Voting in free and fair elections is a cornerstone of today’s version of the American democracy. While voting rights certainly didn’t extend outside white, male landowners when the democratic experiment was written into existence in the Constitution and the Bill of Rights, as this country has grown, expanded and modernized, so too has the number and scope of people allowed to elect their political officials.

As part of the restructuring of the south following the Civil War, the 15th amendment granted African American men to vote. In 1920, women were granted the same right by the 19th amendment after extensive lobbying for a right they deserved equally as much as their male counterparts.

Fast-forward to the 21st century, and voting turnouts are despicably low, with the national turnout rate slightly more than 58 percent for the 2016 presidential election. At least 19 states saw a decrease in voter turnout in 2016, a statistic antithetical to previous data showing an increase in voter turnout in presidential races where no incumbent is on the ballot. So, either 42 percent of Americans are disillusioned enough with American politics and the electoral process to abstain from exercising a right so desperately sought after in other parts of the world, or there is something else at play here.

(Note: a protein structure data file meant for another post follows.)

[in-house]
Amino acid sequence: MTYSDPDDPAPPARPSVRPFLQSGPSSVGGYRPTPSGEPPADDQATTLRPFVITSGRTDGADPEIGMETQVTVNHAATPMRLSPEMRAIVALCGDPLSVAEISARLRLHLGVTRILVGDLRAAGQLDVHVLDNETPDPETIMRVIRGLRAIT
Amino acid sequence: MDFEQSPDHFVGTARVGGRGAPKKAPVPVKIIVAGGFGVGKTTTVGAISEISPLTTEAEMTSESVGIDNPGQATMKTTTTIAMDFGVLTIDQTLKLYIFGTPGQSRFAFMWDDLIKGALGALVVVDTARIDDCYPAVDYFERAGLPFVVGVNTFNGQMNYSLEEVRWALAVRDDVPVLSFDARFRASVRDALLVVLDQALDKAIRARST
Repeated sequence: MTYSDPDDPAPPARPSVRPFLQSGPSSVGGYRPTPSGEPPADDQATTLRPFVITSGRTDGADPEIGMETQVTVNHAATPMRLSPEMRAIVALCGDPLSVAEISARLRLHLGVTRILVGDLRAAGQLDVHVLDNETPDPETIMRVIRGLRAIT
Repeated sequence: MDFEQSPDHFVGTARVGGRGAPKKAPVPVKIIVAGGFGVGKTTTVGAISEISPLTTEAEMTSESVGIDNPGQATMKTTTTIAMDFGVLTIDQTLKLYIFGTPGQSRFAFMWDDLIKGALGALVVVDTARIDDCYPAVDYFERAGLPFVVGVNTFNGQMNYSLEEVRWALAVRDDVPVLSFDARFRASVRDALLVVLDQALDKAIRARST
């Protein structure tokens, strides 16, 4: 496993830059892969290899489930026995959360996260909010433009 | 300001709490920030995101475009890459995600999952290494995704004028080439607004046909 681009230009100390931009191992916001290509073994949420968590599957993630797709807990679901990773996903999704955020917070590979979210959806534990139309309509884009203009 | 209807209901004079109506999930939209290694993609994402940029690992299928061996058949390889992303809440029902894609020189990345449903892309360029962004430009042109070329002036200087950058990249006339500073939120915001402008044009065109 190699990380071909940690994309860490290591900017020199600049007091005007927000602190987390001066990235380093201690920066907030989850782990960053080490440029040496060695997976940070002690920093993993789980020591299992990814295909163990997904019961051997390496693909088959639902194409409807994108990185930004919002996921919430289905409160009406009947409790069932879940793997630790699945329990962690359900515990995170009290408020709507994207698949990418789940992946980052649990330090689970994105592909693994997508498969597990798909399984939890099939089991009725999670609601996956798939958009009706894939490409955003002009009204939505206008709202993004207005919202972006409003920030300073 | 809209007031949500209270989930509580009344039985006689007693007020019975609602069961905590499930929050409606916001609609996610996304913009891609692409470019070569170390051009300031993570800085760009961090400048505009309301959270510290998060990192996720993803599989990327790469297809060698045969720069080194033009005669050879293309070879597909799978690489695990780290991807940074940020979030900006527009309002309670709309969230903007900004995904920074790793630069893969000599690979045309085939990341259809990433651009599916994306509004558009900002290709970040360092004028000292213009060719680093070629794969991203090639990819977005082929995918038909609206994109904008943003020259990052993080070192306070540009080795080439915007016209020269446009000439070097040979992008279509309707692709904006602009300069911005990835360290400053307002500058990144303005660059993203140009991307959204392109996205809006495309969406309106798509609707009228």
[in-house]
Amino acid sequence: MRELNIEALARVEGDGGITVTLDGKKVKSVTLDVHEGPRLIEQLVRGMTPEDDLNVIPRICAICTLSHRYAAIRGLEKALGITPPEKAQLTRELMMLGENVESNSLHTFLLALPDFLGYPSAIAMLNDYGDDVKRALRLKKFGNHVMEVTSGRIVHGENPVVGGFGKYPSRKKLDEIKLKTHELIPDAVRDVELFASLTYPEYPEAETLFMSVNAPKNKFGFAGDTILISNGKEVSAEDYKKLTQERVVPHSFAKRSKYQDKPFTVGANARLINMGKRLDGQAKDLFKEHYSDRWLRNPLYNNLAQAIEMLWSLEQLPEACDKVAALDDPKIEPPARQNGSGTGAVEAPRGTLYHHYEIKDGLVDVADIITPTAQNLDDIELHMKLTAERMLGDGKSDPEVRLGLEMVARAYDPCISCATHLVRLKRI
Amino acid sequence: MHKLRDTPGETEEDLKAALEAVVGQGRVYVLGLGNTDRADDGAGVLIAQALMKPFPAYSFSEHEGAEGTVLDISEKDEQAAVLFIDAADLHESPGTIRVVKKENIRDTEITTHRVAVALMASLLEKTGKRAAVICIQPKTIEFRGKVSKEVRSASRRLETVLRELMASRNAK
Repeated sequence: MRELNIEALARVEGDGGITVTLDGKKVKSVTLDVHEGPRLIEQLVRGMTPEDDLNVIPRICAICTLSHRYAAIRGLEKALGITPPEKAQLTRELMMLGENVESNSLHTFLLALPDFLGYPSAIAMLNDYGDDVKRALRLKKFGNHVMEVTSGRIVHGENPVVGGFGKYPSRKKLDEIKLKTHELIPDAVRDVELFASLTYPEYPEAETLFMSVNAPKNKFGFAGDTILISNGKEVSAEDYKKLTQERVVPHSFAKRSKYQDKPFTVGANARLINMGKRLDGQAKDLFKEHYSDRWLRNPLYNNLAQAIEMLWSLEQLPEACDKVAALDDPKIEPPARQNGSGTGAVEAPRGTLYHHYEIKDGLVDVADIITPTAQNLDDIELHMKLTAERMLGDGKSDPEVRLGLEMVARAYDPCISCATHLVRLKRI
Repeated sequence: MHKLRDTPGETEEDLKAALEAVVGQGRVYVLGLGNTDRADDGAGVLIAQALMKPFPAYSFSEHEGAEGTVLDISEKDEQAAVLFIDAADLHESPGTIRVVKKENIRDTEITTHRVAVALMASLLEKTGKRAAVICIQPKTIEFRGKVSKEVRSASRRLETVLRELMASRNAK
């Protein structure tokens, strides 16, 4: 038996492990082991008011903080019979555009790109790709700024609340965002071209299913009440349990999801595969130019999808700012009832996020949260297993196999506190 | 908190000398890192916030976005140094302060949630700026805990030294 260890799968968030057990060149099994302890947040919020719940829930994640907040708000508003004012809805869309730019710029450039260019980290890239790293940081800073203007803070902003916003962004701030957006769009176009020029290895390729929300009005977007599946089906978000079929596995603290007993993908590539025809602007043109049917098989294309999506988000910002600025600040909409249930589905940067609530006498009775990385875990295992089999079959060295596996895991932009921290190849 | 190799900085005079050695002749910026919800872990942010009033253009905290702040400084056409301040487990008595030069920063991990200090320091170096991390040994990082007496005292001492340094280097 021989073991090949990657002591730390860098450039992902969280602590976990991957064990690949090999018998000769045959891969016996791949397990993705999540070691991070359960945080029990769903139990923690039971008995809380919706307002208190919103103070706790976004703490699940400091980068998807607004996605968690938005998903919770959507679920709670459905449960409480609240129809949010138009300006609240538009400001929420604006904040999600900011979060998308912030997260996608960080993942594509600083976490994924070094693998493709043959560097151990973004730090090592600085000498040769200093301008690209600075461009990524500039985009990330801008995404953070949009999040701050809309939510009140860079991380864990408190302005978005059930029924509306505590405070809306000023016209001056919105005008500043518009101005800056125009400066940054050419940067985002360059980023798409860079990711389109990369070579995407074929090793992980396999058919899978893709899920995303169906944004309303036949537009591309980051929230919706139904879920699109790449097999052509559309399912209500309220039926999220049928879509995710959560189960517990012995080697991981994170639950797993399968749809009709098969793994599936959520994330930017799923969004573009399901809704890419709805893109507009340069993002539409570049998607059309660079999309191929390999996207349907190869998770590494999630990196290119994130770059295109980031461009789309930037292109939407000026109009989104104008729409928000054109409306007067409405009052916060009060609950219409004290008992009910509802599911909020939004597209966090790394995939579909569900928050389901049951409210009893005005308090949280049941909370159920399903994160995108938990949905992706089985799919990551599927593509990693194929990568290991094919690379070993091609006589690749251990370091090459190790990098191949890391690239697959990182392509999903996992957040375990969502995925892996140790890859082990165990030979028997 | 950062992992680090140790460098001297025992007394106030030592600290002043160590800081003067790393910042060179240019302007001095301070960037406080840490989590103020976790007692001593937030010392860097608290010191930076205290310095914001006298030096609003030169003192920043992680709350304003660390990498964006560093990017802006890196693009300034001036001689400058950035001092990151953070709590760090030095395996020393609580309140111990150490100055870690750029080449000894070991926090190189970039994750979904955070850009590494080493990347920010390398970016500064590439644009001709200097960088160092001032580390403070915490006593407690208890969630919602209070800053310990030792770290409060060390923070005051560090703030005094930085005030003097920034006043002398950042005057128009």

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Enter Republican-sanctioned voter ID laws.

As of the 2016 presidential election, 32 states now require some form of voter identification laws. Of these 32 states, seven states require the presentation of a photo identification at the polls in order to cast a ballot. Six states, Wisconsin included, have come under fire in both the judicial system as well as in the public eye for voter ID laws that are thought by some to discriminate against minority groups, making it disproportionately harder for them to exercise their right to vote.

The Wisconsin Voter ID law was enacted by Scott Walker and Wisconsin Republicans in 2011. To vote, people are required to produce either a valid driver’s license, a passport or naturalization certificate, among several other relatively unusual and expensive forms of identification. Immediately, the law sparked outrage from individuals and organizations such as the ACLU, and in April 2014, following a lawsuit filed by the ACLU, a district court ruled the law was unconstitutional.